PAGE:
Pence has aggressively opposed gay rights as a lawmaker in Indiana and Washington. In 2015 as Indiana governor, Pence signed a bill to extend legal protections to business owners opposed to participating in same-sex weddings because of their religious beliefs. Critics argued the bill legalized discrimination based on sexual orientation.
“Mike Pence has made a career out of attacking the rights and equal dignity of LGBTQ people, women and other marginalized communities,” said Chad Griffin, president of the Human Rights Campaign, one of the largest gay rights organizations in the country, in a statement from 2018. “Now as vice president, he poses one of the greatest threats to equality in the history of our movement."
After Biden’s comments, LGTBQ activists quickly took Biden to task. “Mike Pence believes in gay conversion therapy and allowed an HIV outbreak to happen in Indiana,” activist and podcast host Adam Best tweeted. “No, Joe Biden, Pence is not a decent guy.”
Cynthia Nixon, an actor and Democrat who ran for New York governor in 2018, married her wife in 2012 and is the mother of a transgender child. She tweeted: “Joe Biden you’ve just called America’s most anti-LGBT elected leader ‘a decent guy.’ Please consider how this falls on the ears of our community.”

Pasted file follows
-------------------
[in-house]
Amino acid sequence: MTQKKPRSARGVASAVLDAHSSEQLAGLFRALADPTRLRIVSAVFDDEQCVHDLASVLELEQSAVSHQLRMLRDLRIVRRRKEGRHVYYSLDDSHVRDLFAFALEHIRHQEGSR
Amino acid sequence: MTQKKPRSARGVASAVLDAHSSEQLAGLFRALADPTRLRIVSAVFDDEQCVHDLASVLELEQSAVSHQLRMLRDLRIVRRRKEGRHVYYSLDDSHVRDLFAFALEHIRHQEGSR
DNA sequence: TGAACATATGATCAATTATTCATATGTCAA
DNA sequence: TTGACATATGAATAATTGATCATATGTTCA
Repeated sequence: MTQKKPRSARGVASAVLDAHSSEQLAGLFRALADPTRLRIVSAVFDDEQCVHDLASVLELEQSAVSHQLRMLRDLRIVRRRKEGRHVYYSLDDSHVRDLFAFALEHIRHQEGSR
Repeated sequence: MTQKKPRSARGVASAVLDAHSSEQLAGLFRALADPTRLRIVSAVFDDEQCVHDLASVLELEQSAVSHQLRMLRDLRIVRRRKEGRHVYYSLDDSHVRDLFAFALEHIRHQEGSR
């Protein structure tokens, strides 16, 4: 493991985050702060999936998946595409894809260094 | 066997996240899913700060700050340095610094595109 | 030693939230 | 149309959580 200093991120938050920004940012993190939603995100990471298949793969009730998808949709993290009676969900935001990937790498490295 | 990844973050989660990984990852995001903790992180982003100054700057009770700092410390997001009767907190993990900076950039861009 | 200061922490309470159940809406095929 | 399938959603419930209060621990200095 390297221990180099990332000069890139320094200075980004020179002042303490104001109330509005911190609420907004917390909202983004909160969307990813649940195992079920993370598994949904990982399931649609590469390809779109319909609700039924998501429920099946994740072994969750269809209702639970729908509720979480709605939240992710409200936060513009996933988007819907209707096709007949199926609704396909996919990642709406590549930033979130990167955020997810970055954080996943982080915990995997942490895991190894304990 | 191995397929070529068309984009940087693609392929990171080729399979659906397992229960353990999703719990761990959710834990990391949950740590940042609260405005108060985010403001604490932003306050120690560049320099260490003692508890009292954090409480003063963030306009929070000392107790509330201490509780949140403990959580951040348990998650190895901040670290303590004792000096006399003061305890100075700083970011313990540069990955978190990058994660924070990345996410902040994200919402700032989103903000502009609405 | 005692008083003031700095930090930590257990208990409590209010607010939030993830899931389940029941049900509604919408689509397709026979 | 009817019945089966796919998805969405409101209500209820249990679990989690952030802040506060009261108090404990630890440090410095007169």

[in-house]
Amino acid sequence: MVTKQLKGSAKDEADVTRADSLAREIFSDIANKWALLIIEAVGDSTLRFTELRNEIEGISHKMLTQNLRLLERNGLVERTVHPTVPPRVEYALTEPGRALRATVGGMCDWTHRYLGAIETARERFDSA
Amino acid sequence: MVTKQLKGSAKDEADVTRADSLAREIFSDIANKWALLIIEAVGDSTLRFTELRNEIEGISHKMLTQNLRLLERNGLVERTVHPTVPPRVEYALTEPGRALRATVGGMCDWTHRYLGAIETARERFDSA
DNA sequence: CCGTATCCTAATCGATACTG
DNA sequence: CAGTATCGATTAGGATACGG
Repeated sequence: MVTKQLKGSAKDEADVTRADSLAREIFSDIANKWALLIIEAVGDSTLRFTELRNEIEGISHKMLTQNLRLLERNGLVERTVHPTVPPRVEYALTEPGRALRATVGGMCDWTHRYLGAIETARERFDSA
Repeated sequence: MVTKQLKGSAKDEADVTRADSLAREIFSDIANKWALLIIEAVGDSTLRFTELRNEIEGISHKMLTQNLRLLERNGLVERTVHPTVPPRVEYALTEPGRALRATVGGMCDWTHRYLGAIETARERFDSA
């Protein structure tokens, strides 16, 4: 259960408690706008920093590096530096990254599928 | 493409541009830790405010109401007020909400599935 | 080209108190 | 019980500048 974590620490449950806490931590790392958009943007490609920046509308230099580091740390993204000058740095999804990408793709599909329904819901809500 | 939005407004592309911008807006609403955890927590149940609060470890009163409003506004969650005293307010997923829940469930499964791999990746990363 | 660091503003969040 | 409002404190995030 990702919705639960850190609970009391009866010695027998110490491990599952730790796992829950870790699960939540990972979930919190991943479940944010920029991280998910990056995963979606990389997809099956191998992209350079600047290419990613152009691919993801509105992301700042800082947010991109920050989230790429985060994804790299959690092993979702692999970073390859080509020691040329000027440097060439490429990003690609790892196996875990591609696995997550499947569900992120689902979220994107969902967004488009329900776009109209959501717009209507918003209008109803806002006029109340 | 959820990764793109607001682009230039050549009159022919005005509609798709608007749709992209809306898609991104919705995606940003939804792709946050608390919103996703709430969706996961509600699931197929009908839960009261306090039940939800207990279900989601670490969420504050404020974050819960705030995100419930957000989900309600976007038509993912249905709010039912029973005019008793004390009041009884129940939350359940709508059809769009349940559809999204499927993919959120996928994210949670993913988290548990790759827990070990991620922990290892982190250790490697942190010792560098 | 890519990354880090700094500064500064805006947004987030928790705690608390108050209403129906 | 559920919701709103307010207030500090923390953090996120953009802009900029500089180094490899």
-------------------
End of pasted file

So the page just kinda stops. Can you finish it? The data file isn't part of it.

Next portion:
In the past, Biden has defended his praise of Republicans, arguing that being able to reach across the aisle makes him a better lawmaker. Not this time.
In a tweet Thursday, Biden walked back his statements about Pence. “You’re right, Cynthia,” he wrote. “I was making a point in a foreign policy context, that under normal circumstances a Vice President wouldn’t be given a silent reaction on the world stage. But there is nothing decent about being anti-LGBTQ rights, and that includes the Vice President.”
Biden is well-respected within the LGBTQ community for his advocacy of gay rights. He made headlines in 2012 for coming out in support of same-sex marriage before President Barack Obama did. And he was recently the featured speaker at the national dinner for the Human Rights Campaign, one of the more most influential gay rights organizations in the country.
Biden supporters argue that the former vice president is one of the few Democrats who appeals to the white working-class and independent voters who backed Trump in 2016 and the more liberal Democratic base. But figuring out how to woo both groups will be a challenge for the former lawmaker who is considering a 2020 presidential campaign. Thursday’s exchange is likely just a taste of what is to come if Biden enters the race for the Oval Office.